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Get What You Want from NaNoWriMo – Part 2: Something to Prove

October 28, 2012

Back to Part 1: Introduction

Many participants go into National Novel Writing Month hoping to prove something, and I was no exception when I first started. This seems to take two main forms, one oriented outwards and the other, inwards.

Bragging Rights

Some people do NaNo for the ability to say, “Hey, I wrote a novel in a month–what have you done that’s half so cool?” But the desire to look good in front of other people will only take you so far. While I occasionally give in to the temptation to make use of my bragging rights, it has never been the thing motivating me, and I seriously doubt I could have gotten far if it had been. I’ve met few people who took this attitude–and fewer still who saw success with it–without some previously existing desire to write. Still, enough people are motivated by the prospect of being able to call themselves “novelists” at the end of November that it’s worth a mention.

There’s nothing wrong with trying something new to see if you can do it or to see if you like it, but if you’re in it for the fame and glory, I suggest you take a step back and a hard look at what really happens when you complete NaNoWriMo. The truth is that a few people may indeed be impressed, but most won’t give a damn unless your status as a winner comes with automatic publication credits and a cash prize.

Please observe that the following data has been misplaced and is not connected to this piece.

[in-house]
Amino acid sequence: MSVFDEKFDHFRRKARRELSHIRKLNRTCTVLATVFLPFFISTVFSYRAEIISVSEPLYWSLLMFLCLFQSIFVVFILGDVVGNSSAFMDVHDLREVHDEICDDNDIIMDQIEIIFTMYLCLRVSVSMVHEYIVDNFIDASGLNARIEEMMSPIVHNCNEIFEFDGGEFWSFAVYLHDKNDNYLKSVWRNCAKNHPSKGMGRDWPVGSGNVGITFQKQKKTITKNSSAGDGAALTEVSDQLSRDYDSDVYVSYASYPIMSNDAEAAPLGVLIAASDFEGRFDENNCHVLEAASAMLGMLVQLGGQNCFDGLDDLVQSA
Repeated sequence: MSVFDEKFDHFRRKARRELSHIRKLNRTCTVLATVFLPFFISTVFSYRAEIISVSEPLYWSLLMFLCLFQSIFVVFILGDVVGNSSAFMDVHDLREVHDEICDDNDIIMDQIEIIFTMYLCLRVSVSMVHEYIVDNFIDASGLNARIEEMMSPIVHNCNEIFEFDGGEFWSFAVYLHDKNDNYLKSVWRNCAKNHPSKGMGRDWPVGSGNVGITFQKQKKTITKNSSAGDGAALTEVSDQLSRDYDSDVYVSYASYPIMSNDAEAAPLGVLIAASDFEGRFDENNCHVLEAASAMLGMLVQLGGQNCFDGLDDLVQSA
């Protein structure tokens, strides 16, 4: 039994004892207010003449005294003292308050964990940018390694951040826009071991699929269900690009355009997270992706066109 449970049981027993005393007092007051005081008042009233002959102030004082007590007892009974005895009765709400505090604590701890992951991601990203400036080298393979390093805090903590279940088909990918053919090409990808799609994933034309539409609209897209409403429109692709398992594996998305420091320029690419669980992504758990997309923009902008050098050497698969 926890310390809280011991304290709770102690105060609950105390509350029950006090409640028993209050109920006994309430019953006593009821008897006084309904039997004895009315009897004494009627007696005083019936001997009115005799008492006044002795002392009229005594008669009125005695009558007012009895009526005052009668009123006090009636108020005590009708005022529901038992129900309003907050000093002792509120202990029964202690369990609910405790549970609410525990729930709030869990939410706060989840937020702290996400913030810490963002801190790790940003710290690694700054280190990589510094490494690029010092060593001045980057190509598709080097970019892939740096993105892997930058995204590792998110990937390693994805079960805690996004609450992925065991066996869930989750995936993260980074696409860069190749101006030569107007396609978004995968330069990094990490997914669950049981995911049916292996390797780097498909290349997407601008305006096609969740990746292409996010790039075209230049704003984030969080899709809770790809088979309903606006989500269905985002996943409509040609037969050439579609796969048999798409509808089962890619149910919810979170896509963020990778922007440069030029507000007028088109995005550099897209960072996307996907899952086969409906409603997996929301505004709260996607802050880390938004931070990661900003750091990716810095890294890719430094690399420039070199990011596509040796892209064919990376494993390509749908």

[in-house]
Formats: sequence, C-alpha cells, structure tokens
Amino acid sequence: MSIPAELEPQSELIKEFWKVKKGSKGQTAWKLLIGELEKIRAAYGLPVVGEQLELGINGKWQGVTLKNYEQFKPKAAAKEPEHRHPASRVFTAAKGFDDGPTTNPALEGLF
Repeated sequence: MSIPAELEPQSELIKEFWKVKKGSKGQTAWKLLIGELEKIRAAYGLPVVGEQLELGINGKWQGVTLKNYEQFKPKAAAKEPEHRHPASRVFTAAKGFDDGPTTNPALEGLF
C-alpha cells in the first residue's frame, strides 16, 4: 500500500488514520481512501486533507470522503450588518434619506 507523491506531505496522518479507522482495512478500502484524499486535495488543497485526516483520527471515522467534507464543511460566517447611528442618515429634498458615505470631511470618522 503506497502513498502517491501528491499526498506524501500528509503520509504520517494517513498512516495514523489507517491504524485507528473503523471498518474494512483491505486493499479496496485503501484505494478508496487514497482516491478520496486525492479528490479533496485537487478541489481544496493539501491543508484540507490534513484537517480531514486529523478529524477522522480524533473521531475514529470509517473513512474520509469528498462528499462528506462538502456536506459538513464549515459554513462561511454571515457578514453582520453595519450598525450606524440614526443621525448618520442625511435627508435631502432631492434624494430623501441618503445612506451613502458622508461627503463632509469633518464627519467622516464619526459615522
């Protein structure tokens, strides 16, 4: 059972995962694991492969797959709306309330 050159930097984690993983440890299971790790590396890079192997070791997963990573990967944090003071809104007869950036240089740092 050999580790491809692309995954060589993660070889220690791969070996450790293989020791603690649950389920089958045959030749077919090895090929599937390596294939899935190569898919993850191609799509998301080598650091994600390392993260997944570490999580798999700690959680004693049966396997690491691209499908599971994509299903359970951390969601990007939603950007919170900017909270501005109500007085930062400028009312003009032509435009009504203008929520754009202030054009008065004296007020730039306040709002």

Which it doesn’t.

What it can come with is something less impressive, but more powerful.

Validation

The word “validation” has multiple meanings in NaNoLand. In official parlance, it’s the term used for the process of submitting your manuscript on the website to have your 50,000 words verified by NaNoWriMo’s word counting machine so that you can be recognized as a winner on your profile. But for many participants, especially first-timers, it means much more.

The first year I did NaNoWriMo, I had no expectation of winning. I had never written more than 5,000 words on one story. I had never finished any story longer than two pages. At that point, I was pretty certain that I wasn’t cut out to be a writer, that I was just going to sit and daydream about my stories instead of ever putting them to paper. While I was deeply unsatisfied with the thought of all those stories sitting in my head forever and never reaching anyone else, I had all but given up on my own ability to follow through with actually writing them.